Sorry for being unclear. I did not say, nor meant, that belief in the Assumption (or other doctrines that have not been dogmatized) are a PRE-requisite for membership. If you want to join any Orthodox church, they are not going to require you to believe in the Assumption to become a member. My point was that AFTER you become a member, and, say, a bishop discovers that you do not believe in the Assumption, and he instructs you on the matter, and you are obstinate in your refusal to believe, OR perhaps you write a book that claims the Assumption is an invention and to be repudiated, you CAN LOSE your membership if the bishop decides to excommunicate you for it.

I had heard that one of the issues Orthodoxy had with Catholicism was that the CC had dogmatized these issues (thereby binding them on their members consciences). I certainly could have been misinformed, but that was my impression.

There are three POV’s on the matter of dogmatization that I have come across from the Orthodox:
(1) The most traditional one is simply that the Pope should not have dogmatized outside of an Ecumenical Council. This goes for both the IC and the Assumption. Contrary to common modern EO accusations of heresy, the first objections to come from EO sources about the IC was simply this one. There was no coordinated attack on the orthodoxy of the teaching prior to the 20th century, and the first objections to the teaching occured about 4 decades after it was promulgated (IIRC).
(2) Another view, a corollary of the first, is similar to St. Cyprian’s conflict with Pope St. Stephen. Namely, each bishop should be free to decide on the matter for his own diocese, and the Pope should not have made the Marian dogmas universally binding.
(3) The last view is the most liberal, and asserts that they should not have been the subject for dogmatization AT ALL (whereas the other positions leave some room for the possibility of authoritative positions to be taken on the matter).

Are they saying:

  1. Since we have the power of binding and loosing in Heaven and on earth, we use this power to exclude you from heaven and judge (as in damn, send) you condemned to hell.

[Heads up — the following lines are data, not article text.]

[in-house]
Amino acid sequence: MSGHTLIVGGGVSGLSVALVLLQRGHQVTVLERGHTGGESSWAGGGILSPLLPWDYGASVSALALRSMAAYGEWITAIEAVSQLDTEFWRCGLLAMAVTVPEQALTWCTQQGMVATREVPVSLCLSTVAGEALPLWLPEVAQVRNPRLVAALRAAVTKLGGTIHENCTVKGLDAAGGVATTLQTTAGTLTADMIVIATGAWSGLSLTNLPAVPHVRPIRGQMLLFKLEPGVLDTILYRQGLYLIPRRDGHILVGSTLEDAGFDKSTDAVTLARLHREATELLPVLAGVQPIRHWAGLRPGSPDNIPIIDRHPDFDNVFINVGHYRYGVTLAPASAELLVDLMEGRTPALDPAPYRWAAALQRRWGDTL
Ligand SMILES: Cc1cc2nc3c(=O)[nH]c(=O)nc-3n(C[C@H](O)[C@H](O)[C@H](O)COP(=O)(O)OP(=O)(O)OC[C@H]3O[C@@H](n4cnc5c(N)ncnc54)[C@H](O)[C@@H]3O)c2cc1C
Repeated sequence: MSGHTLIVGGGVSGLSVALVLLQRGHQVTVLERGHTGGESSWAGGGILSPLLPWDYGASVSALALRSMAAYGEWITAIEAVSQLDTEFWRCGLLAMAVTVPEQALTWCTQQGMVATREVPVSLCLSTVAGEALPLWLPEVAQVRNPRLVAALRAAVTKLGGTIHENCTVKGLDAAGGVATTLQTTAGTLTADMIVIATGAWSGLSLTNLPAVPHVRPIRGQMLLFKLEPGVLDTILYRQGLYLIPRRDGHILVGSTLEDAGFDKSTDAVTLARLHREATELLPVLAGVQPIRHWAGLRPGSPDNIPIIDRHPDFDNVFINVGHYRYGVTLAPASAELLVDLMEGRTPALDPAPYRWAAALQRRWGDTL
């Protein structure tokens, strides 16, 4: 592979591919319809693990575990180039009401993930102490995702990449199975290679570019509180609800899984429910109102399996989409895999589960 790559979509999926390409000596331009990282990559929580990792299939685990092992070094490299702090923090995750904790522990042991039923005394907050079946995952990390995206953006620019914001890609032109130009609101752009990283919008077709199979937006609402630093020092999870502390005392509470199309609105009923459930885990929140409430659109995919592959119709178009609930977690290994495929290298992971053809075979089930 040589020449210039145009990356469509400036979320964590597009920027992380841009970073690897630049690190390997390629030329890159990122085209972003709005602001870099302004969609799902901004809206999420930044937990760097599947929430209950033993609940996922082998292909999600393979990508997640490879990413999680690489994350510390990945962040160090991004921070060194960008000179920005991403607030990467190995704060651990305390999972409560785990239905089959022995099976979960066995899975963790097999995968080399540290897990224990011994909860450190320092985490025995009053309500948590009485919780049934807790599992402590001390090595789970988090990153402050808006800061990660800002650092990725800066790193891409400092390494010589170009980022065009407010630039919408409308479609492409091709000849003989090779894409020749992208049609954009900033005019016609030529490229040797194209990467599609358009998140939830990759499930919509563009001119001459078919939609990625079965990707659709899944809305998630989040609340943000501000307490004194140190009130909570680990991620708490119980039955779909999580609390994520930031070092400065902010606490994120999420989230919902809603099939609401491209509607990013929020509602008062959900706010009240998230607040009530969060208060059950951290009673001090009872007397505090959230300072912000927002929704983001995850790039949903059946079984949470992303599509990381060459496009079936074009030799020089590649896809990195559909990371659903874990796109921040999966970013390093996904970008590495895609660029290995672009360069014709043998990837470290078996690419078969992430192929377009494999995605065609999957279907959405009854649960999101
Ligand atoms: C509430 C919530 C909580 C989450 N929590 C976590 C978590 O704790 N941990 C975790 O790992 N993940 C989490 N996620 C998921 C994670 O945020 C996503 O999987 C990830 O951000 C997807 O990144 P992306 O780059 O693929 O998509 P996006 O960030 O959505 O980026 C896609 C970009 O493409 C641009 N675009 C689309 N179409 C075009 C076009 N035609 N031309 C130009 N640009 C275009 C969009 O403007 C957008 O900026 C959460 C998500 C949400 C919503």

or

2. Since we have the power of binding and loosing in Heaven and on earth, we exclude you from the Church on earth and we judge (as in perceive, assess, conclude,) that you are probably also excluded from the Church in heaven and in danger of going to hell.

If it is #1, then I have a huge issue with that.

Actually it is neither. It is not #1, because the statement does not say that the Church is sending anyone to hell. It is not #2 (which you mistyped #1 also - Freudian slip?:D) because the Church is certain (not just “probably”) that disbelief in that dogma will indeed land someone in hell. You missed perhaps the most important point of that Rite, which I will explain shortly.

In fact, also in the Wikipedia article you linked under the Eastern Orthodoxy banner, it says:

Is this the Catholic understanding as well?

Yes, it is, as will be shortly explained.

Perhaps the wording of the ceremony is what is really throwing me off-kilter here.

Well, the wording is fine – it’s just that you did not take into account the most relevant porition of the Rite:
we judge him condemned to eternal fire with Satan and his angels and all the reprobate, SO LONG AS he will not burst the fetters of the demon, do penance and satisfy the Church.

Thus, as long as a person is alive, that person has the opportunity to repent, and if that person does, then he/she will not be condemned “with Satan and his angels.” That’s exactly what the Orthodox Churches teach, as well.

Does that help?

Blessings,
Marduk